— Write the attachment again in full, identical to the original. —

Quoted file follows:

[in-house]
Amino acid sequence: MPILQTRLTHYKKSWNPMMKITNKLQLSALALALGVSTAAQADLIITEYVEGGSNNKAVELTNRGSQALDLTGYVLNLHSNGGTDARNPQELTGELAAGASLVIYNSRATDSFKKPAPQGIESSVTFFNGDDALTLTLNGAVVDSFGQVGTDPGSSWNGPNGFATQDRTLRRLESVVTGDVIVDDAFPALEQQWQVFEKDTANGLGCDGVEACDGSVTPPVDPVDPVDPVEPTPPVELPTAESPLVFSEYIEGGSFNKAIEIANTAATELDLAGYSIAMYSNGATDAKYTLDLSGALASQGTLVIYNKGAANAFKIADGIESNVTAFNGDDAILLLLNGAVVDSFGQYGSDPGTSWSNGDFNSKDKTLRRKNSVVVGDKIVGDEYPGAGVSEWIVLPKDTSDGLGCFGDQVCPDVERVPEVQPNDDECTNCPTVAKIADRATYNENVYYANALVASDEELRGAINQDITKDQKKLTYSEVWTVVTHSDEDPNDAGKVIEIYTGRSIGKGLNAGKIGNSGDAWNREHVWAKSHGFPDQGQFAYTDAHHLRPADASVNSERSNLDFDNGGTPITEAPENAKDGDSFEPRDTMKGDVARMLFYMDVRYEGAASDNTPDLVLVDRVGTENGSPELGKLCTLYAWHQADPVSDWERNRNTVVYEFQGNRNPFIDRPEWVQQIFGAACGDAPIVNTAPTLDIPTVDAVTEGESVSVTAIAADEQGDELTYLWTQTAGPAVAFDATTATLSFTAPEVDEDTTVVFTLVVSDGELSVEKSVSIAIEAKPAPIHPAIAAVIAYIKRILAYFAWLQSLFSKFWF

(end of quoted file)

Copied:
[in-house]
Amino acid sequence: MPILQTRLTHYKKSWNPMMKITNKLQLSALALALGVSTAAQADLIITEYVEGGSNNKAVELTNRGSQALDLTGYVLNLHSNGGTDARNPQELTGELAAGASLVIYNSRATDSFKKPAPQGIESSVTFFNGDDALTLTLNGAVVDSFGQVGTDPGSSWNGPNGFATQDRTLRRLESVVTGDVIVDDAFPALEQQWQVFEKDTANGLGCDGVEACDGSVTPPVDPVDPVDPVEPTPPVELPTAESPLVFSEYIEGGSFNKAIEIANTAATELDLAGYSIAMYSNGATDAKYTLDLSGALASQGTLVIYNKGAANAFKIADGIESNVTAFNGDDAILLLLNGAVVDSFGQYGSDPGTSWSNGDFNSKDKTLRRKNSVVVGDKIVGDEYPGAGVSEWIVLPKDTSDGLGCFGDQVCPDVERVPEVQPNDDECTNCPTVAKIADRATYNENVYYANALVASDEELRGAINQDITKDQKKLTYSEVWTVVTHSDEDPNDAGKVIEIYTGRSIGKGLNAGKIGNSGDAWNREHVWAKSHGFPDQGQFAYTDAHHLRPADASVNSERSNLDFDNGGTPITEAPENAKDGDSFEPRDTMKGDVARMLFYMDVRYEGAASDNTPDLVLVDRVGTENGSPELGKLCTLYAWHQADPVSDWERNRNTVVYEFQGNRNPFIDRPEWVQQIFGAACGDAPIVNTAPTLDIPTVDAVTEGESVSVTAIAADEQGDELTYLWTQTAGPAVAFDATTATLSFTAPEVDEDTTVVFTLVVSDGELSVEKSVSIAIEAKPAPIHPAIAAVIAYIKRILAYFAWLQSLFSKFWF